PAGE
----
3 Types of Tracking Devices for Fleets and 5 Problems They Can Solve
Vehicle tracking devices can solve many headaches for fleet owners. Find out what these devices can do and what types of tracking devices are available to you.
There are over 5 million semi-trucks in the U.S and over 3 million truck drivers. They deliver almost 70% of all goods in the U.S. That’s a lot of truckers hauling a lot of goods.
If you own a trucking company, how do you keep track of your drivers and goods? There are several types of tracking devices helping fleet owners solve many problems.
Read on for more information about different types of tracking devices.
What Is Vehicle Tracking?
There are two parts to vehicle tracking: Hardware and software. The hardware is the collection tool. The software displays different types of collected data. The types of data collected are information such as GPS coordinates and speed of the vehicle.
Trackers are hard-wired into the vehicle or are as simple as a phone app. New vehicles will soon have the technology installed out of the factory.
Three Types of Tracking
There are three types of tracking devices for vehicular tracking. These are:
- Satellite-based GPS Vehicle tracking
- Cell-Based GPS vehicle tracking
- Cellular-phone based GPS
Satellite-based GPS tracking uses satellites that orbit in space. This works well when cell towers aren’t available. Satellites track some of the most remote locations. It’s hard tracking your trucks in areas such as Alaska. Satellite-based GPS makes it possible.
Cell-based GPS is one of the common types of vehicle tracking. These systems capture data from a device in the vehicle. Cell towers convey the data. Cell-based GPS is faster and less expensive than satellite.
Cellular-based GPS uses cell phones to track people and vehicles. This requires a simple phone app used when the trucker is on the job.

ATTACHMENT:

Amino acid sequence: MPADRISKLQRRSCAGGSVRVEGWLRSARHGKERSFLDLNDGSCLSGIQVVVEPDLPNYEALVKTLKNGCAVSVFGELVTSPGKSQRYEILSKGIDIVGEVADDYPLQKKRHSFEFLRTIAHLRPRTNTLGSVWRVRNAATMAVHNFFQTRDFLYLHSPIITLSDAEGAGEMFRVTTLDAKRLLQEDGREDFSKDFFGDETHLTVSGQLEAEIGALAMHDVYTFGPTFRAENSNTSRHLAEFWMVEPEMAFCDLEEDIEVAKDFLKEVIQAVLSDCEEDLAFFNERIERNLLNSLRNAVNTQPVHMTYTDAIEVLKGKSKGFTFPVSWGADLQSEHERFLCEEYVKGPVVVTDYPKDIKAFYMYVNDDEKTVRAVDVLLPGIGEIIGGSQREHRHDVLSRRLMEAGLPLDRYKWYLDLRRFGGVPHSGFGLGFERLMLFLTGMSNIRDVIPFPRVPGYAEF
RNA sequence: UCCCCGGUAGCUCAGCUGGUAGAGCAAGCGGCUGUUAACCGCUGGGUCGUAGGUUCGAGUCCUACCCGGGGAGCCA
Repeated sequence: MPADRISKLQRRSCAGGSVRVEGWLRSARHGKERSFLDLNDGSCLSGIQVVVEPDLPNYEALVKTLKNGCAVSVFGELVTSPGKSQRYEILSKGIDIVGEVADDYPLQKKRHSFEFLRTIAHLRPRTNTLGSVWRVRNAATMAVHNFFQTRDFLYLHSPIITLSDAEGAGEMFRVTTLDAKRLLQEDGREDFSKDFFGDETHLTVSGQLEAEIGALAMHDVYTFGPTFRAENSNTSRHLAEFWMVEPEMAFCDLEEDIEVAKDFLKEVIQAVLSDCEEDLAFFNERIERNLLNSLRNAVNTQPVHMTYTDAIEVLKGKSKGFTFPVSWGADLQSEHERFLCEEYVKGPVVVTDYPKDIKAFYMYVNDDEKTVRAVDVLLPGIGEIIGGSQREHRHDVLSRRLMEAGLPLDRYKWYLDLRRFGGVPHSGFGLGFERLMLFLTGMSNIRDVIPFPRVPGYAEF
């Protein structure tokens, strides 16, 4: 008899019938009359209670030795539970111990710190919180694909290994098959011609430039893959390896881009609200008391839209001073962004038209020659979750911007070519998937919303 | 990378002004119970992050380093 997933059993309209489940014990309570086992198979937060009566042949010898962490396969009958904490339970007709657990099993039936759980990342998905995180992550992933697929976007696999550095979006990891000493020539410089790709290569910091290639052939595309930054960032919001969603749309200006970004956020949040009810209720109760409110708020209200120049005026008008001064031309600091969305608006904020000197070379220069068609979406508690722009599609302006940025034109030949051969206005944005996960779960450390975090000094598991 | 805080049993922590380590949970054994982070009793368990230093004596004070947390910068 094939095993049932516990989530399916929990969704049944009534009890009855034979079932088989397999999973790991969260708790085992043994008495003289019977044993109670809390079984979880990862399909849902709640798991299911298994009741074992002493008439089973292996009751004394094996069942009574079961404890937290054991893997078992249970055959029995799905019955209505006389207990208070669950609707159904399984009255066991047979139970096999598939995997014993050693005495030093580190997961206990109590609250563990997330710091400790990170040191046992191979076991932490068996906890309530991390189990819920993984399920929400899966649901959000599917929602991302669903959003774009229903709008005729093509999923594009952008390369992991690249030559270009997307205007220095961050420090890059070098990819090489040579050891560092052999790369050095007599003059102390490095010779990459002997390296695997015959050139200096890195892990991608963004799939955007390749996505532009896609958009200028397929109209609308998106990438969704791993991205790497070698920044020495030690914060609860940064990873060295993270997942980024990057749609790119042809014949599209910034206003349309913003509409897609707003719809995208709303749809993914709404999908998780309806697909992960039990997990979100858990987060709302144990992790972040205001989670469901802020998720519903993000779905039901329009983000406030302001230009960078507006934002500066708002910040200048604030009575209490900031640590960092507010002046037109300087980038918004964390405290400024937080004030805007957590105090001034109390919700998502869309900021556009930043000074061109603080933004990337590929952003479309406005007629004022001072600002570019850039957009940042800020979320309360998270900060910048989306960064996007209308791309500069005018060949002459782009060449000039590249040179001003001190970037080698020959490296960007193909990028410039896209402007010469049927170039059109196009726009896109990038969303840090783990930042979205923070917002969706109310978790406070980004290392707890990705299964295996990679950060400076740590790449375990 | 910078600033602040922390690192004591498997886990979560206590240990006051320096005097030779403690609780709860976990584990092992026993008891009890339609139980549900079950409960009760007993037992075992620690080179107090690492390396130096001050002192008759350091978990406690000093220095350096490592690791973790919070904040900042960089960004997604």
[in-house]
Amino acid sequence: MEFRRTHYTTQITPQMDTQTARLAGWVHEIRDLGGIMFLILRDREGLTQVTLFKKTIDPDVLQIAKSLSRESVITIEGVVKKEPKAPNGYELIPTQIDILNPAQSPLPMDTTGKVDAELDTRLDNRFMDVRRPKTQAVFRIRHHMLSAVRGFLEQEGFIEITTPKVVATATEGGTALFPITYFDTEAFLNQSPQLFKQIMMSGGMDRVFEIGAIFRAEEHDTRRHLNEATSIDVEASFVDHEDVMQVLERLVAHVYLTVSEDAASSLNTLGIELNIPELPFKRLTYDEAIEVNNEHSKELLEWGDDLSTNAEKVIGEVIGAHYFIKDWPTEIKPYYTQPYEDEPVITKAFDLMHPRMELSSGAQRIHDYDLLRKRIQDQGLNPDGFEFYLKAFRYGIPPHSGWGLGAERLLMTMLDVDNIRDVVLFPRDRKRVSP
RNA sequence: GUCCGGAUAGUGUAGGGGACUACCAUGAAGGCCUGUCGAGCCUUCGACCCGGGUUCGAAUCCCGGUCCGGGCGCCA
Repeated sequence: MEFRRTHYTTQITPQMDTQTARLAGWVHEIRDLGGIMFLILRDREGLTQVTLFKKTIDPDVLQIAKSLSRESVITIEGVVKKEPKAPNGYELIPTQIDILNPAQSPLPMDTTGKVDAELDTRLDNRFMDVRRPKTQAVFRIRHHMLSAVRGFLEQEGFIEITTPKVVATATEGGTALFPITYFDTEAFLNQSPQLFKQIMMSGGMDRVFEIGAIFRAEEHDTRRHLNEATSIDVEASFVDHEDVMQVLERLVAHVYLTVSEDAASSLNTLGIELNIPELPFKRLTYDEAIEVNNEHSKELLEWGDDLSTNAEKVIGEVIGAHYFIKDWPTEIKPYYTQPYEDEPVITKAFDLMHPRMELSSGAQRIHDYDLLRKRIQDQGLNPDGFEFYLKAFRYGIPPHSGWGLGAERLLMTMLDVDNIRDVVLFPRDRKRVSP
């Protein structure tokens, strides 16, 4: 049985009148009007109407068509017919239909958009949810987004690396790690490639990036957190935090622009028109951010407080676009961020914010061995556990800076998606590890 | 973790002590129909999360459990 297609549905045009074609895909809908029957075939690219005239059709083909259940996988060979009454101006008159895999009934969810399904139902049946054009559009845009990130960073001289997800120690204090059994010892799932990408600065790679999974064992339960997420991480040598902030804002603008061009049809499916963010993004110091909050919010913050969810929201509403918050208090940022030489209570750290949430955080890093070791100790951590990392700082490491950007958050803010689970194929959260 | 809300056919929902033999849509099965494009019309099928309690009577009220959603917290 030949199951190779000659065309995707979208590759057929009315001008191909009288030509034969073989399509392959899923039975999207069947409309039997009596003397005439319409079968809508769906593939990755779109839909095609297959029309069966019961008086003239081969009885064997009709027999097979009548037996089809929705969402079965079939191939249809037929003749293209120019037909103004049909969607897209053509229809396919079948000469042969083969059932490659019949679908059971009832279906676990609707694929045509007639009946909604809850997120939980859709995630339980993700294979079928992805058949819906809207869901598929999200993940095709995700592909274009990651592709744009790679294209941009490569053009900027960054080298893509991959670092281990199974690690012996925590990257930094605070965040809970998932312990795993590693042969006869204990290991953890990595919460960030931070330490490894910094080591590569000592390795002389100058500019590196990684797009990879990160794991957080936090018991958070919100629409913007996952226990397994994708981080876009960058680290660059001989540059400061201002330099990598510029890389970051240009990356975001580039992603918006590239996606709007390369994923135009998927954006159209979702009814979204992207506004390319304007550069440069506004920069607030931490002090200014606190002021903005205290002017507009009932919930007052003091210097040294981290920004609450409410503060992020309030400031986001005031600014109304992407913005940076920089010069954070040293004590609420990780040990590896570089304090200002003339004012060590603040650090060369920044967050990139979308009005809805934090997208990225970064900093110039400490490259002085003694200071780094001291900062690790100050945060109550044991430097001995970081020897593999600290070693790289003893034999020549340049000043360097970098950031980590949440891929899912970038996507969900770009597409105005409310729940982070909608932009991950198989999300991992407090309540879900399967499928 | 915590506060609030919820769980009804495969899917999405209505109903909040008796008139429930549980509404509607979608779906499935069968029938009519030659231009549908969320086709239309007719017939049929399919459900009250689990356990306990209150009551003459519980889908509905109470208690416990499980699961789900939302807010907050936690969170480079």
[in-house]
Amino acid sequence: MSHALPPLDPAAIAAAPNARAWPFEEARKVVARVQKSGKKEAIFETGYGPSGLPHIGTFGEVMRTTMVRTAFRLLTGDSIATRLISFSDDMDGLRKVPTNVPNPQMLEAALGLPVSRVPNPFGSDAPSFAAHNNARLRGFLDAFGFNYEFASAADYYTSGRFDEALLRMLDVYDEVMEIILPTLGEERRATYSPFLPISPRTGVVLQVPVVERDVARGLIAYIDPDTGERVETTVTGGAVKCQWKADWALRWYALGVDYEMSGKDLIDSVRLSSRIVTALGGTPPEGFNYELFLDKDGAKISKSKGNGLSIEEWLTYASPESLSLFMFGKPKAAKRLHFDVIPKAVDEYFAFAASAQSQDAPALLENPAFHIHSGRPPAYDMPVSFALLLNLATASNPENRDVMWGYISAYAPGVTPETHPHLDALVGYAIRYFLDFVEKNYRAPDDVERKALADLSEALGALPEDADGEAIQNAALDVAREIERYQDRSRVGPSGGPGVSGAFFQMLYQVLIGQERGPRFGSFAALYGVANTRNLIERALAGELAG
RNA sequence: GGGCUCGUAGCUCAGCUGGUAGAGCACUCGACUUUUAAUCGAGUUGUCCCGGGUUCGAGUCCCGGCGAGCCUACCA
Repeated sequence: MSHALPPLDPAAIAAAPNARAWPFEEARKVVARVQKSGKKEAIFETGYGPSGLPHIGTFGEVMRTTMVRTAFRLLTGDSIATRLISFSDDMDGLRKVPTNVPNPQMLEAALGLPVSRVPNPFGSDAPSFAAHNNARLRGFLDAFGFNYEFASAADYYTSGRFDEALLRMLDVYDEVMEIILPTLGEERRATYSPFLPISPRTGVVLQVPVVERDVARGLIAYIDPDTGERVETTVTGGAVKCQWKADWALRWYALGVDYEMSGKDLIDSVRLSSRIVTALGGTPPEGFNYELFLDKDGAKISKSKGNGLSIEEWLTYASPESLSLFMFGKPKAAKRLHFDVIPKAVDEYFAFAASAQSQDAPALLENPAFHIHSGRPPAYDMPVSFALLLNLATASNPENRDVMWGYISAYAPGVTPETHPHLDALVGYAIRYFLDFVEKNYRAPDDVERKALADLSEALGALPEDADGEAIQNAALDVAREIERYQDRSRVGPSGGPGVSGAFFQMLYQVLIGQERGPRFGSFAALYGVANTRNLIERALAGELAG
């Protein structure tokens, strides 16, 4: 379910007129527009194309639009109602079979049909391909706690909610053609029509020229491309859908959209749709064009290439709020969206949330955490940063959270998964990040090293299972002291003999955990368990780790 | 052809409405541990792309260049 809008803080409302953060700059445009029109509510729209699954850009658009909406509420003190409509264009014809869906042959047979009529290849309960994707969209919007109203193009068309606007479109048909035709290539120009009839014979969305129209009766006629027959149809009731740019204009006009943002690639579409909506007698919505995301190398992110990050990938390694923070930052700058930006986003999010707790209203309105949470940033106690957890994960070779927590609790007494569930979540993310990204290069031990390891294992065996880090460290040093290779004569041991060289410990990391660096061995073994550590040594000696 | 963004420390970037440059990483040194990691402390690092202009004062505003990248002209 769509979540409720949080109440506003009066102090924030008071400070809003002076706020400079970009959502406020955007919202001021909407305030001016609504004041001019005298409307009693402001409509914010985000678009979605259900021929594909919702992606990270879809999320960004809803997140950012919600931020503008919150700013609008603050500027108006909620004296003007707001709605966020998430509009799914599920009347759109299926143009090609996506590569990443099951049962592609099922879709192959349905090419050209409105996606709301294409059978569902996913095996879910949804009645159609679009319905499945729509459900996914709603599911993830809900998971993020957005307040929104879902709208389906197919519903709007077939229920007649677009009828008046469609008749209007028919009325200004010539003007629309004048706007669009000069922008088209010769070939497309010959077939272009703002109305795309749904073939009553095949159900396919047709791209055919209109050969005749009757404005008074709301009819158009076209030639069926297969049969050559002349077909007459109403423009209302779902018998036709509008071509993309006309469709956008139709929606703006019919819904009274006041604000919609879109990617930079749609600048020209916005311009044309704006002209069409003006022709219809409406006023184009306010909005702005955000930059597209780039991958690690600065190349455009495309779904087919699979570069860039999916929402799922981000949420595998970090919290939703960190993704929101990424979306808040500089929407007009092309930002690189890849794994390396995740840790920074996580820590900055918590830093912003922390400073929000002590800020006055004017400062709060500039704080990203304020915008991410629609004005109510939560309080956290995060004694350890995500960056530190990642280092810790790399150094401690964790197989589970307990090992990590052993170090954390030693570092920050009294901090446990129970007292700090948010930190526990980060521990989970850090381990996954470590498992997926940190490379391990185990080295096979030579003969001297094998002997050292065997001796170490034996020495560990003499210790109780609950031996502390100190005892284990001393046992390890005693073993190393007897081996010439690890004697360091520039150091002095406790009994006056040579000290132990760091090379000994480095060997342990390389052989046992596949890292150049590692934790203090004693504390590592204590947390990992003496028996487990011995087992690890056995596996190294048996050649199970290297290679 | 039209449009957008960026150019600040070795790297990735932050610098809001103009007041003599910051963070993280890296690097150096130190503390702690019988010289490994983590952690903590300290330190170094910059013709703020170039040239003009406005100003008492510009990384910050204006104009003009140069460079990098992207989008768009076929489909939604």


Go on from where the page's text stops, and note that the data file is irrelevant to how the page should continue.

Vehicle Tracking Solves Problems
Technology solves lots of problems, and vehicle technology is no different. Coupling good management with tracking systems helps solve trucking issues. Here are some examples:
- Increased productivity
- Real information
- Automate compliance
- Understanding vehicle use
Increased productivity: GPS tracking helps optimize driver routes increasing productivity. It also helps with locating vehicles closest to the job. It’s also great for measuring driver productivity.
Real information: Instead of relying on drivers to record information, GPS tracks in real time. Gather all metrics while the driver’s on the road, saving the driver time.
Automate compliance: Some GPS programs allow drivers to input compliance information. This makes the job easier.
Understanding vehicle use: GPS allows detection of improper vehicle use, such as speeding. Check for unauthorized detours. GPS monitors wear and tear of the vehicle and whether it’s time for maintenance. Even erratic driving and harsh braking can be monitored.
Eco-conscious: Reduce fuel through more efficient routing. Track engine diagnostics for emissions.
Types of Tracking
Isn’t it time your truck fleet was more efficient?
Use these types of tracking on your fleet increases productivity through real-time information. Make your fleet more productive, energy efficient, and compliant using GPS data.
A small investment in GPS equipment pays big dividends down the road. If you’re thinking about using GPS tracking for your fleet, start here.
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